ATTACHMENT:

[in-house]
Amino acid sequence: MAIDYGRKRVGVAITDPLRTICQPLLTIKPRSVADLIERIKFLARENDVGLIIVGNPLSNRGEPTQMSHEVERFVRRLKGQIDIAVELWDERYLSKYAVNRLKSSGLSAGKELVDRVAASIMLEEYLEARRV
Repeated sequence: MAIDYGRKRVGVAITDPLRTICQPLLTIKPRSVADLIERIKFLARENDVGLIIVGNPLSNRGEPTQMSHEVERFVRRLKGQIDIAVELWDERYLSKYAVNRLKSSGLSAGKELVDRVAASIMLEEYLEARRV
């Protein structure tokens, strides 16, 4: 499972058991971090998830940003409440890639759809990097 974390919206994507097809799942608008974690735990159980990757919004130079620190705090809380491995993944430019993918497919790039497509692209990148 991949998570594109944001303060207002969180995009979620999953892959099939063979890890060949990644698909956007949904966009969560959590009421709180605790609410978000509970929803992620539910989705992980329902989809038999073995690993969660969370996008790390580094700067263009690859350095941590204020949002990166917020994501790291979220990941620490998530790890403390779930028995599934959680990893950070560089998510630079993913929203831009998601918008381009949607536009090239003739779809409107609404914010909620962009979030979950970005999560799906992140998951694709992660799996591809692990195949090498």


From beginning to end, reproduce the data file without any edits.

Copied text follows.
[in-house]
Amino acid sequence: MAIDYGRKRVGVAITDPLRTICQPLLTIKPRSVADLIERIKFLARENDVGLIIVGNPLSNRGEPTQMSHEVERFVRRLKGQIDIAVELWDERYLSKYAVNRLKSSGLSAGKELVDRVAASIMLEEYLEARRV
Repeated sequence: MAIDYGRKRVGVAITDPLRTICQPLLTIKPRSVADLIERIKFLARENDVGLIIVGNPLSNRGEPTQMSHEVERFVRRLKGQIDIAVELWDERYLSKYAVNRLKSSGLSAGKELVDRVAASIMLEEYLEARRV
């Protein structure tokens, strides 16, 4: 499972058991971090998830940003409440890639759809990097 974390919206994507097809799942608008974690735990159980990757919004130079620190705090809380491995993944430019993918497919790039497509692209990148 991949998570594109944001303060207002969180995009979620999953892959099939063979890890060949990644698909956007949904966009969560959590009421709180605790609410978000509970929803992620539910989705992980329902989809038999073995690993969660969370996008790390580094700067263009690859350095941590204020949002990166917020994501790291979220990941620490998530790890403390779930028995599934959680990893950070560089998510630079993913929203831009998601918008381009949607536009090239003739779809409107609404914010909620962009979030979950970005999560799906992140998951694709992660799996591809692990195949090498």